Château Clément Saint Jean Medoc 2009 ($14).  Concentrated, as befits a very good vintage, but not over-extracted this nice little wine is another Cru Bourgeois from the 2009 vintage,  with sweet spice and a tinge of earth and gravel on the nose.  It’s filled out with stoney red fruit, red cherry lip gloss and cedar notes.  Tame and well structured tannins leave me licking my glass.  Where did she go?  What was her name?  Rated **1/2

I have reviewed this wine before, giving it what at the time I thought was an admittedly generous *** rating.   Is a little bottle variation at play here?  Perhaps.  Could it be  palate variation?  Maybe.  Most likely, it was just my state of mind then and now.  But this is consistent enough that I would still not turn up my nose to it at any time and you shouldn’t either.  That’s part of the magic of drinking wine– how you feel about it depends on what’s going on between the ears as much as what’s going on in your mouth in the moment.  I’m not making apologies for the earlier review.  But that was then and this is now.  In any event, this is worthy of further consideration (e.g. drinking, slurping, lapping and licking). 

As befits this post, and in honor of the fact that we did not become Texas Toast on that Summer night in 1975, predictably, I give you a recipe for Texas Toast– OK, it’s just really good garlic bread.  As Cookie says in the movie, City Slickers:

You ain’t gonna get any nouveau, amandine, thin crust, bottled water, sautéed city food.  Food’s brown, hot, and plenty of it.

Texas Toast

Serves:
12 to 15 servings

Ingredients

  • 2 sticks unsalted butter, at room temperature
  • 8 cloves garlic, pureed
  • Salt and freshly ground pepper
  • 2 loaves good white bread, cut into 1-inch thick slices

Directions

Mix together the butter and garlic in a bowl and season with salt and pepper to taste. Brush both sides of the bread with the butter and place on the grill. Grill the bread for 1 to 2 minutes per side until lightly golden brown.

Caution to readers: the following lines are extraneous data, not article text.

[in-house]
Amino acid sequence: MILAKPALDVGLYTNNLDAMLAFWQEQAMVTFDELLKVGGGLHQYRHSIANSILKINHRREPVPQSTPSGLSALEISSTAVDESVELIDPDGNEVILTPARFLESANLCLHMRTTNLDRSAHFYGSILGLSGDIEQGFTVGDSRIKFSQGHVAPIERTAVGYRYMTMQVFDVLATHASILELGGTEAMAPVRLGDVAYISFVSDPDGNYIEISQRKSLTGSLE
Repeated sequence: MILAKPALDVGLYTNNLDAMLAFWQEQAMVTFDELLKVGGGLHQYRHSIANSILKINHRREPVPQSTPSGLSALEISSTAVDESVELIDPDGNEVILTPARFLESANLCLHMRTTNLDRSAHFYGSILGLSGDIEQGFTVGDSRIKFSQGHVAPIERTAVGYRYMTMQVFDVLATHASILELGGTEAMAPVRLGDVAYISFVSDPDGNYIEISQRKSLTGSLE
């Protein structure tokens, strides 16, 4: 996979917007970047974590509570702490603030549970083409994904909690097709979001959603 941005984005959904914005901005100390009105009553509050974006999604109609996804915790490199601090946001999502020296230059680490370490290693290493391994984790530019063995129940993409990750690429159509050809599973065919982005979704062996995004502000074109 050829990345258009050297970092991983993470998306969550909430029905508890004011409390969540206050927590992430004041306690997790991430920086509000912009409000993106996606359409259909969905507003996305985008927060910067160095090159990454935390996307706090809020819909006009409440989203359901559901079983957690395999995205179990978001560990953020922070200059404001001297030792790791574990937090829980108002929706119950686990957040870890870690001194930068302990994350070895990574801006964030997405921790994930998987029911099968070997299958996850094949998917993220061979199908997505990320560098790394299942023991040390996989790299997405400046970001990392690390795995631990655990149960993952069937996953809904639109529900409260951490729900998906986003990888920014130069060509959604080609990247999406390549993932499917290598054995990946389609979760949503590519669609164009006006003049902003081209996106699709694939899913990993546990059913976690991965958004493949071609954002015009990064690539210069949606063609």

Recipe courtesy Bobby Flay and the Food Network

While I don’t hate Texas, I have a respectful, and quite rational, fear of the place.  I have been back since then– almost getting into a road-rage-paint-swapping-fist- fight in Houston once (I was a passenger that time as well).  So when visiting the Lone Star State, here are a few simple survival rules to consider: 

  1. Like they say, “Don’t mess with Texas.” 
  2. But if Texas wants to mess with, pray that she will be gentle.
  3. If instructed, at gunpoint, to put your hands up– do so.
  4. Always, “Remember the Alamo!”
  5. Drive yourself, but take it slowly over some of those dangerous curves, regardless of the form they may take.  Giddy-up!

The little guy in the photo at the top of this page doesn’t have a guilty bone in his body.  Neither should you.  No-Guilt Wednesday (NGW) is not about compromising on quality.  It’s all about drinking good wine that does not break the bank ($15 or less), eating good food and of course, it’s about sharing with the ones you love.

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Posted March 20, 2012 by Sybarite Sauvage in No-Guilt Wednesday

5 responses to “NGW: Château Clément Saint Jean Medoc 2009 Revisited

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  1. Well, I love toasts! And I miss watching Bobby Flay on the Food Network channel.

    Razel Rull-Navarro
  2. I’m just as busy as the next guy, in fact I’m getting ready to go grocery shopping (7.00 AM) so I can get a discount on my gas ($4.00), then I’m on my way to work (40 min. drive), but I just want to say how much I enjoyed this post! You have a great talent, and when I read these elitist writers-bloggers go on and on at just how superfluous we small time bloggers are, I have to scratch my head for what they are missing.

    • Small time does not necessarily mean small ideas. We write for ourselves and if an appreciative audience “discovers” us, that’s a bonus.

      Thank you for taking the time to read my blog. I hope that you find it as entertaining to read as I find it to write.